Former Egyptian lawmaker pulls out of presidential race
CAIRO (AP) — A former Egyptian lawmaker said Monday he will not run in the March presidential election, saying the political “climate” wasn’t conducive to campaigning.
Mohammed Anwar Sadat, nephew of Egypt’s late leader Anwar Sadat, told reporters his decision was partially taken to protect his campaign workers from intimidation or arrest by authorities.
“We don’t want people in the campaign to be hurt,” he said.
He said he has no intention to contest a “lost battle,” and cited emergency laws in force since last April and a 2013 ban on unauthorized demonstrations as further reasons for his decision.
“My decision not to run primarily has to do with the climate in which you don’t feel there will be a genuine competition or equal opportunities,” he said.
“I chose not to be a phony contender or part of a play,” he said. “For at least six months, the media is focusing on the achievements of the president ... they are portraying him as the only candidate who can save this country.”
Sadat, an outspoken critic of the government, was thrown out of parliament last year amid allegations he had leaked official documents to foreign diplomats.
He is the second presidential hopeful to pull out of the election, which is virtually certain to be won by President Abdel-Fattah el-Sissi, who has yet to formally announce his candidacy.
Last week, former prime minister and career air force officer Ahmed Shafiq also pulled out of the race, saying he was not the “ideal” person to lead the country at this stage. He was harshly criticized by pro-government media after declaring his intention to run.
Shafiq finished a close second behind the Islamist Mohammed Morsi in the 2012 elections. El-Sissi led the military overthrow of Morsi a year later and was elected in 2014.
Since then, the government has arrested thousands of people, mainly Islamists but also several prominent secular activists, including many who were behind the 2011 uprising that toppled long-ruling autocrat Hosni Mubarak. Street protests have been effectively banned, human rights groups have been placed under severe restrictions and many critics in the media have been silenced.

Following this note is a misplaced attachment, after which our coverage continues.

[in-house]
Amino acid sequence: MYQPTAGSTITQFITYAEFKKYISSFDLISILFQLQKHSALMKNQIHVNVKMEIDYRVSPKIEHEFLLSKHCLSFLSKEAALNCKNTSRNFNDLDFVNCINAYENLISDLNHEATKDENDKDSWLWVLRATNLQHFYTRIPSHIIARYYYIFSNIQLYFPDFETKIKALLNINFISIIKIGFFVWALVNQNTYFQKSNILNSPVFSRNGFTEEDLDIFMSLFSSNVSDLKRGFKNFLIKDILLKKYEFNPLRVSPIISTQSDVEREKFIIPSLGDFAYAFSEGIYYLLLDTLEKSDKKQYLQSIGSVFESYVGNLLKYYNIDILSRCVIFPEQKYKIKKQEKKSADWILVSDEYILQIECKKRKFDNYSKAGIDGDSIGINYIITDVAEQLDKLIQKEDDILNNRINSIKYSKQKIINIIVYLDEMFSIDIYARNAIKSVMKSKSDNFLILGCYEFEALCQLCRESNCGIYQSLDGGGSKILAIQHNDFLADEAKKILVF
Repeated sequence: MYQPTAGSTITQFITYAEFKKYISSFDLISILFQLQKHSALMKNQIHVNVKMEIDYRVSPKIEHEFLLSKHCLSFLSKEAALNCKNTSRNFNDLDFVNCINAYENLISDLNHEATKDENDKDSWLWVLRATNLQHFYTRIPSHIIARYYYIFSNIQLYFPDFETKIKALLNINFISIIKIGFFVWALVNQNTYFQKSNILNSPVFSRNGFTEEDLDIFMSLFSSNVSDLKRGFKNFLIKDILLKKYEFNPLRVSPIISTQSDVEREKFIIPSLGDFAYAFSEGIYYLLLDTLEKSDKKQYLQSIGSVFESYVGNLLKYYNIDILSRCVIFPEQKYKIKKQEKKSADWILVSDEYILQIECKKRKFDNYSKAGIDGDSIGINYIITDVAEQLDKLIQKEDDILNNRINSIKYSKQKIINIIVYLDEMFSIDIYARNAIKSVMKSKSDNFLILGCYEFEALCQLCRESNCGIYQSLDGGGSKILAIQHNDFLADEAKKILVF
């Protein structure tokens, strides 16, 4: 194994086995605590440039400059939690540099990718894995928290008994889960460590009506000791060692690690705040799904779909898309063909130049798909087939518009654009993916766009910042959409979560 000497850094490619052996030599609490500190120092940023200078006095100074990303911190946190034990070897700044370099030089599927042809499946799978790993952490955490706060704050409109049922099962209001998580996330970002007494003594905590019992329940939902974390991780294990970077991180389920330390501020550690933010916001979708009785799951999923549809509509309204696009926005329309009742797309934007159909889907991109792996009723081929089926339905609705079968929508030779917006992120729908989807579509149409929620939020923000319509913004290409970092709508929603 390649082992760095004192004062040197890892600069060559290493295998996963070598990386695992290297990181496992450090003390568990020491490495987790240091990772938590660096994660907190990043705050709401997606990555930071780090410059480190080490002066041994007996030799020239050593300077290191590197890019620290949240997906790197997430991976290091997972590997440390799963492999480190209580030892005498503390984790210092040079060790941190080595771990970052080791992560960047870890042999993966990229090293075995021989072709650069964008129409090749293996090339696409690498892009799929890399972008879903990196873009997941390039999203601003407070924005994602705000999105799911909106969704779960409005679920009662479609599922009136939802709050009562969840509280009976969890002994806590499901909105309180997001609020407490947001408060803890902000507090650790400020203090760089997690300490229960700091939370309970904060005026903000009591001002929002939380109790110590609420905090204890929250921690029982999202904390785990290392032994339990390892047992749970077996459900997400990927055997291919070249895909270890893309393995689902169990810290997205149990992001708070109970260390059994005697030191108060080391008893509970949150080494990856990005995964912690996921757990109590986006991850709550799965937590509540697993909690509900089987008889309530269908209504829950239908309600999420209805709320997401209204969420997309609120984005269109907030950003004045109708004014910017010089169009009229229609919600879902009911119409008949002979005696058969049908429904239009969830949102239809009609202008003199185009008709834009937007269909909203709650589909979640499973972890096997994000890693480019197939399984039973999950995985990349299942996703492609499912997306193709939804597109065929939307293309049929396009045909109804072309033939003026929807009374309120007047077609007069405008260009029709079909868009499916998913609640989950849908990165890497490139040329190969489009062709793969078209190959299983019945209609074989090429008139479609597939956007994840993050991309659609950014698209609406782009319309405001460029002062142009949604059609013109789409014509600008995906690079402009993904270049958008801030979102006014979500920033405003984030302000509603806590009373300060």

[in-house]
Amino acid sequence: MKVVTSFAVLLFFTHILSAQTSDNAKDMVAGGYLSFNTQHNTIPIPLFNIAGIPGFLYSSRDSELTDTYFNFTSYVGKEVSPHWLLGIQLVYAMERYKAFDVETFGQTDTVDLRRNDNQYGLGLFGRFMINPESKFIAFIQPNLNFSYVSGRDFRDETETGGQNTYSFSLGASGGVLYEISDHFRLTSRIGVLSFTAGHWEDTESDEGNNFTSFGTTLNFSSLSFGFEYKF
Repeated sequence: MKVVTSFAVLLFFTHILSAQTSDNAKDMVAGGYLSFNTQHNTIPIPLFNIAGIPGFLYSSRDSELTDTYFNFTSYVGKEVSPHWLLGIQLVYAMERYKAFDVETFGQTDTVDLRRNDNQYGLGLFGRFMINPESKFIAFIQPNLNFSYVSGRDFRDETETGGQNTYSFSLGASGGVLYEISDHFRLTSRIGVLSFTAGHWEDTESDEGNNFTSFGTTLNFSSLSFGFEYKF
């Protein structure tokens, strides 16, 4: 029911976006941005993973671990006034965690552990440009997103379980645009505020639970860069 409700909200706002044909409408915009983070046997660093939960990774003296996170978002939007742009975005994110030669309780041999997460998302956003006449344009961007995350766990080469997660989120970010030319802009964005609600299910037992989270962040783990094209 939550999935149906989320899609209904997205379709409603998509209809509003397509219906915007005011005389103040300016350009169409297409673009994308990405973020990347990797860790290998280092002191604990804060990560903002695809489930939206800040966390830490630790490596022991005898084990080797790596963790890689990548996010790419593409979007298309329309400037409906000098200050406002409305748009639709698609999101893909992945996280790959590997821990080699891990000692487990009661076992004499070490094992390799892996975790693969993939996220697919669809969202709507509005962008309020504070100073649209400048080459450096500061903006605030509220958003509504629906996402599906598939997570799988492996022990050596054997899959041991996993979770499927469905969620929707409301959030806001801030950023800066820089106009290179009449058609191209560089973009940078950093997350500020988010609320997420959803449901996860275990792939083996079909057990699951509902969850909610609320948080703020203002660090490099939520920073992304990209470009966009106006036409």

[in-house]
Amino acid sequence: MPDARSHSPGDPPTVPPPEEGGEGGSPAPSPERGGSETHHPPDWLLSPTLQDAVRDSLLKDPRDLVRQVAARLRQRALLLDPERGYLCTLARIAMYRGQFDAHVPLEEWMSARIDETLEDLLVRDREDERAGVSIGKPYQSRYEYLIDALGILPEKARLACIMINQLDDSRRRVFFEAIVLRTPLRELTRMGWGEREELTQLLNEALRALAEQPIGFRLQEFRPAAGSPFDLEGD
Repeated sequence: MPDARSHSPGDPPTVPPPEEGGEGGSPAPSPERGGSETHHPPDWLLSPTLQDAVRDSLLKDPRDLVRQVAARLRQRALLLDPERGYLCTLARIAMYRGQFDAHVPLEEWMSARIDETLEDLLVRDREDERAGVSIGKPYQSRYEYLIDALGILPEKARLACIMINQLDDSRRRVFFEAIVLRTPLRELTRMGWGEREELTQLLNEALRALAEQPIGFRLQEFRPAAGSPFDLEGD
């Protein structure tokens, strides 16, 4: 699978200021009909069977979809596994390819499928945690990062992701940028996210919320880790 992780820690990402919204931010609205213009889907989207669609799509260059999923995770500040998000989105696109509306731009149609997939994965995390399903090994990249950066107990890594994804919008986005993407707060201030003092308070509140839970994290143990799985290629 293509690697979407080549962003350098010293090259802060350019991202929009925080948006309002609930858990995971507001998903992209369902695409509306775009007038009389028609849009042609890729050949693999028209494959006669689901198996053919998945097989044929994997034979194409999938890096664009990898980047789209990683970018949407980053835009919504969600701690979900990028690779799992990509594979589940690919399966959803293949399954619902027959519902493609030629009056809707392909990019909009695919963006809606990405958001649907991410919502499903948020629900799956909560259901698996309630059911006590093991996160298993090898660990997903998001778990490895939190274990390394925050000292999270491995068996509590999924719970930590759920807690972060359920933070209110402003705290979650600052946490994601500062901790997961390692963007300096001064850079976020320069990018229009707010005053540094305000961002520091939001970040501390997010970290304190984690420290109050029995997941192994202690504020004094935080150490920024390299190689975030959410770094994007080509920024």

El-Sissi has said such measures are necessary to restore stability and rebuild the economy after years of unrest, and to combat an Islamic State-led insurgency based in the northern Sinai Peninsula.
Under the constitution, any would-be candidate must have formal “recommendations” from at least 20 lawmakers or 25,000 support signatures from voters, with a minimum of 1,000 each from 15 of Egypt’s 29 provinces.
Most lawmakers have already endorsed el-Sissi.
Sadat claimed his supporters were harassed and threatened by security agents as they processed paperwork to nominate him. He said he was forced to hold Monday’s press conference in his party’s modest headquarters in the Cairo suburb of Heliopolis because at least three central Cairo hotels, under pressure from security agencies, refused to rent him a venue.
“We dream of ... an election where the winner is not known until the last moment,” he said.
Another hopeful, rights lawyer Khaled Ali, has also claimed the climate is biased in favor of el-Sissi. Ali became known when he won a court case that annulled Egypt’s transfer of two Red Sea islands to Saudi Arabia. The government went ahead with the transfer after the agreement was hurriedly ratified by parliament.
Ali was convicted and sentenced to three months in prison in September for allegedly making an obscene gesture while celebrating the court’s ruling last January. He is appealing the verdict, but if his conviction is upheld he would not be eligible to run.